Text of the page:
Sunday, 17 July 2011

The big move day 5 Irthlingbourough



Yesterday evening the weather improved quite a bit and by the time we went to bed the wind had died away and the moor was lighting up the sky.


DSCF6184We woke to a bright morning with little wind, the boat  ahead of us had already left. I went up onto the flood wall to take this shot of our mooring. It was OK but we did hear the traffic on and off throughout the night.
We set off at our normal 10 am start and turned sharp left DSCF6186through the flood door and on to our first guillotine lock of the trip. Most of the gates are automated now and you just have to stand with your finger on the button for about 30 seconds to raise them, but before anything will happen you have to have the top mitre gates completely closed, If a bunch of weed gets between the top gates then the guillotine gate lifting mechanism is locked out. When you leave the lock you have to leave it with the gate raised. This means that going down stream you have to drop the gates and fill the lock before you can enter, but then you don’t have to hang about when you leave the lock to close it all up.
Just through the lock is the Northampton Boat club, this is an AWCC club but it doesn’t look very inviting to passing boaters with all its “No Mooring” and “Private”  signs. A little further down DSCF6191stream and you are in Billing Aquadrome land, they have a marina, static caravan site, touring caravan site, Off road driving course and also host several large events, this weekend it was a Landrover gathering with dozens of them on the camp site and the more serious ones on the off-road course.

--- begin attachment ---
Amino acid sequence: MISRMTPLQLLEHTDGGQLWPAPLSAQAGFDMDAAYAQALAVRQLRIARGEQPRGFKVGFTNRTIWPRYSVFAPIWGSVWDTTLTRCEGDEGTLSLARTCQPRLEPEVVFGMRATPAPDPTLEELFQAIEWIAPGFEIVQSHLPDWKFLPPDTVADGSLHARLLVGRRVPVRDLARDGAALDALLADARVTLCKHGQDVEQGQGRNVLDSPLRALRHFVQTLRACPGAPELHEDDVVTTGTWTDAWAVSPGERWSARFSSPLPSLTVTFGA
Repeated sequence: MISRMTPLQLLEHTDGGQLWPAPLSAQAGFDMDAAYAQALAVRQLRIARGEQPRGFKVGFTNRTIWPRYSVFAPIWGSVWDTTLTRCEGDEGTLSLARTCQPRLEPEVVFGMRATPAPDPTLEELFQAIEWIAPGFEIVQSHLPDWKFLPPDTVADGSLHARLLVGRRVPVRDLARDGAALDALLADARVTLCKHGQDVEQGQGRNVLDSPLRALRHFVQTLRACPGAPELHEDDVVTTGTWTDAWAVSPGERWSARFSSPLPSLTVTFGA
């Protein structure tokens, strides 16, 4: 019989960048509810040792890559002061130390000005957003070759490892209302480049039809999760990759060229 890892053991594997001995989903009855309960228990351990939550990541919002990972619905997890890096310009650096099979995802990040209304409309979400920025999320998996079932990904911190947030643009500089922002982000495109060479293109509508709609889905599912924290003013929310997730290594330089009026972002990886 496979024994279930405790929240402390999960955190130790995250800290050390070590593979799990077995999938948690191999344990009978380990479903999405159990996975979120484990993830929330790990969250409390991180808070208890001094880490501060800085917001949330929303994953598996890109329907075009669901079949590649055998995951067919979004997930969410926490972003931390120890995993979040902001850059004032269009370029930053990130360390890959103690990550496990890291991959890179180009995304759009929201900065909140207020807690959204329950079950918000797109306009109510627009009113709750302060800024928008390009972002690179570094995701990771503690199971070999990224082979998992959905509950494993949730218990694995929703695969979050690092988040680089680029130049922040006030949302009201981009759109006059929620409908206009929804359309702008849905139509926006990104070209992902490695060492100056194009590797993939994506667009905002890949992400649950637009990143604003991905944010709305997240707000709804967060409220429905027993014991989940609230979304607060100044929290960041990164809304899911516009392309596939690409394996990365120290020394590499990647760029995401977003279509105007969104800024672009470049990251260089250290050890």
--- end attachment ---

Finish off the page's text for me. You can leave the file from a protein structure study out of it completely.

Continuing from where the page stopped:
As we passed the entrance to Billing Marina a cruiser shot out behind us and followed us down stream so we were expecting to share a few locks with him, however as we entered the lock cut to Cogenhoe lock he turned round, but there was a narrowboat waiting to enter the lock, so we had someone to share with after all.

DSCF6194At Whiston Lock not only was there a boat about to leave the lock which meant we didn’t have to fill it it but there was quite a bit of flotsam in the river above the lock, I have no idea why this had all collected at this particular lock but it was quite thick.

DSCF6200At Earls Barton Lock we were watched by a family of rather fine horses, I take it this is where the saying “You scratch my back and I’ll scratch” yours comes from.

The other boat left us just below Woolaston lock to take up there new moorings in the weir stream and we spent the rest of the day travelling alone.

DSCF6210There were a few boats moored in Wellingborough by the park, but we didn’t fancy this as its right opposite the mill which emits a constant whine, so we carried on to the Irthlingborough moorings outside the Rushden and Diamonds football ground. The football club use to sponsor these moorings and there use to be a DSCF6206toilet pump out and fresh water point available on the moorings as well as showers and toilets in the club building. Unfortunately since the club has been in administration these facilities have been closed, a great lose to passing boaters. When we arrived there at 4 30 pm there were only one other boat moored here, by 7 pm there are 5 of us.

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